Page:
Raise capital

Venture Capital

From the Small Business Administration

Venture capital is a type of equity financing that addresses the funding needs of entrepreneurial companies that for reasons of size, assets and stage of development, cannot seek capital from more traditional sources like public markets and banks. Venture capital investments are generally made as cash in exchange for shares and an active role in the invested company.

Venture capital differs from traditional financing sources in that venture capital typically:

Successful long-term growth for most businesses is dependent upon the availability of equity capital. Lenders generally require some equity cushion or security (collateral) before they will lend to a small business. A lack of equity limits the debt financing available to businesses. Additionally, debt financing requires the ability to service the debt through current interest payments. These funds are then not available to grow the business.

Venture capital provides businesses a financial cushion. However, equity providers have the last call against the company’s assets. In view of this lower priority and the usual lack of a current pay requirement, equity providers require a higher rate of return/return on investment (ROI) than lenders receive.

UNDERSTANDING VENTURE CAPITAL

Venture capital for new and emerging businesses typically comes from high net worth individuals (“angel investors”) and venture capital firms. These investors usually provide capital unsecured by assets to young, private companies with the potential for rapid growth. This type of investing inherently carries a high degree of risk. But venture capital is long-term or “patient capital” that allows companies the time to mature into profitable organizations.

Venture capital is also an active rather than passive form of financing. These investors seek to add value, in addition to capital, to the companies in which they invest in an effort to help them grow and achieve a greater return on the investment. This requires active involvement; almost all venture capitalists will, at a minimum, want a seat on the board of directors.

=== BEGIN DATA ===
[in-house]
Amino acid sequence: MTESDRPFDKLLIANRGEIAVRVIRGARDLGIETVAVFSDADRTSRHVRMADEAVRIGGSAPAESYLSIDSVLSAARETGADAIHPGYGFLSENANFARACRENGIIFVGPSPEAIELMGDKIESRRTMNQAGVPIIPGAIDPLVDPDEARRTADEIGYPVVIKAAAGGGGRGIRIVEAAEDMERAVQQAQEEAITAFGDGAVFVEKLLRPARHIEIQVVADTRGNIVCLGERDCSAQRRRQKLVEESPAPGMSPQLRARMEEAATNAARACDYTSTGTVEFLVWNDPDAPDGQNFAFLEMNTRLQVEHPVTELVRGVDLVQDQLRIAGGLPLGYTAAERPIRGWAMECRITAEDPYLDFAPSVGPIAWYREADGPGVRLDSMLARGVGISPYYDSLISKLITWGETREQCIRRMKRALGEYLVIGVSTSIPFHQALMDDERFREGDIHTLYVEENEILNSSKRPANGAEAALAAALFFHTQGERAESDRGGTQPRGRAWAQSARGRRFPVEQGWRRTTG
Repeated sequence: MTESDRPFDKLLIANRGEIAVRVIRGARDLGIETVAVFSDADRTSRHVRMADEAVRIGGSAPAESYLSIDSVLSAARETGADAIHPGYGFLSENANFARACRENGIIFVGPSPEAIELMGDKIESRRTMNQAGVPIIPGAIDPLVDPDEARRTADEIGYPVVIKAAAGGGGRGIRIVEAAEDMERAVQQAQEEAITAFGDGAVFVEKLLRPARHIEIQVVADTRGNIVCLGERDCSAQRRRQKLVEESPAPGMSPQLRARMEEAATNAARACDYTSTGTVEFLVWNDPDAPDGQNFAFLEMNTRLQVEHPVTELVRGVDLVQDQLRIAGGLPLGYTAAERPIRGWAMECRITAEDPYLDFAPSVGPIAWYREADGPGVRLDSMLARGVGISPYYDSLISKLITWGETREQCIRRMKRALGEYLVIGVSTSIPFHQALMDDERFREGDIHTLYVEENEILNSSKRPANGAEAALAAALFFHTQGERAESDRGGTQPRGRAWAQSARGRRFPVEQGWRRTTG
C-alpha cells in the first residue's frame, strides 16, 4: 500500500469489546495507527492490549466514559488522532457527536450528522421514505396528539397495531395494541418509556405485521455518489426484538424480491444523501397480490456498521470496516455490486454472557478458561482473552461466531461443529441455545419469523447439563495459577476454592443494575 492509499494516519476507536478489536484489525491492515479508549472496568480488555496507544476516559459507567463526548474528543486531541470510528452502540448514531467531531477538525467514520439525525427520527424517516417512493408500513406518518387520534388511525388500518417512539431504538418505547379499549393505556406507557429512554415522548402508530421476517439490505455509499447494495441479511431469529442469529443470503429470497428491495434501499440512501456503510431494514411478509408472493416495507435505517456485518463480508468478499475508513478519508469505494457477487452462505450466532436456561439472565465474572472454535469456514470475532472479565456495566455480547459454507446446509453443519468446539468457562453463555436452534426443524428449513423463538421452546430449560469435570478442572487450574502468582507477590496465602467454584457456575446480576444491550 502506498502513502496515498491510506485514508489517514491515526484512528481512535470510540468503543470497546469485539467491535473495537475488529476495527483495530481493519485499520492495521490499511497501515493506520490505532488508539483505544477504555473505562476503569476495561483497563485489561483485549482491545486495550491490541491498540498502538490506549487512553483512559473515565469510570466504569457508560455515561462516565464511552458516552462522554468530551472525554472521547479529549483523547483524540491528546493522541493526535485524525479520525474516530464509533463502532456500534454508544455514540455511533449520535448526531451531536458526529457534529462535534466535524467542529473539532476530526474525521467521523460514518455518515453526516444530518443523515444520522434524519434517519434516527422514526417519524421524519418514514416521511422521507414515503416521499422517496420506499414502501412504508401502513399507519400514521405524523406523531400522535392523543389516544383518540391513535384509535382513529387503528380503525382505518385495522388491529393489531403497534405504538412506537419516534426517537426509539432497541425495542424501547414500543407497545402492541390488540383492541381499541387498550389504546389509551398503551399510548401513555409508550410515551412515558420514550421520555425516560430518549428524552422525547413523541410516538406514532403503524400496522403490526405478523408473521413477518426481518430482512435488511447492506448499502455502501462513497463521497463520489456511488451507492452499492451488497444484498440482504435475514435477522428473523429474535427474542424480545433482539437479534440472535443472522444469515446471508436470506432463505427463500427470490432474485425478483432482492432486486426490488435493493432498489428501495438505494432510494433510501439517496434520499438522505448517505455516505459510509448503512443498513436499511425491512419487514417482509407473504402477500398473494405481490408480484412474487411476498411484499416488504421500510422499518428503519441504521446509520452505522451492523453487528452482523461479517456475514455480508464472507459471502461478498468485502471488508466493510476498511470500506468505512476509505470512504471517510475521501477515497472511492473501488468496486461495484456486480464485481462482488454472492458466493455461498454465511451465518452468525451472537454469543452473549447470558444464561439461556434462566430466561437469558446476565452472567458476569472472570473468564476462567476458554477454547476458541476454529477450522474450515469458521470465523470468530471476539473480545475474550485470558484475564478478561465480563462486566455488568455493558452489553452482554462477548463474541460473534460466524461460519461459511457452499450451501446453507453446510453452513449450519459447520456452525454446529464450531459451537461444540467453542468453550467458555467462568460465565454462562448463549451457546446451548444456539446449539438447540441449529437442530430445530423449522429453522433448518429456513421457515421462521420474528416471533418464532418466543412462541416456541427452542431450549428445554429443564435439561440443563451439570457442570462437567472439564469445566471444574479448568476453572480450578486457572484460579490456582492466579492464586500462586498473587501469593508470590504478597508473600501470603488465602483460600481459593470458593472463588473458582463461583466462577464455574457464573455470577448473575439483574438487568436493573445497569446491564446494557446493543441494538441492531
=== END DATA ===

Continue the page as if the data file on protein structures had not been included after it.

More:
Although investors are committed to a company for the long haul, that does not mean indefinitely. The primary objective of equity investors is to achieve a superior rate of return through the eventual and timely disposal of investments. A good investor will be considering potential exit strategies from the time the investment is first presented and investigated.

ANGEL INVESTORS

Business “angels” are high net worth individual investors who seek high returns through private investments in startup companies. Private investors generally are a diverse and dispersed population who made their wealth through a variety of sources. But the typical business angels are often former entrepreneurs or executives who cashed out and retired early from ventures that they started and grew into successful businesses.

These self-made investors share many common characteristics:

UNDERSTANDING EQUITY CAPITAL

Equity capital or financing is money raised by a business in exchange for a share of ownership in the company. Ownership is represented by owning shares of stock outright or having the right to convert other financial instruments into stock of that private company. Two key sources of equity capital for new and emerging businesses are angel investors and venture capital firms.

THE VENTURE CAPITAL PROCESS

A startup or high growth technology companies looking for venture capital typically can expect the following process: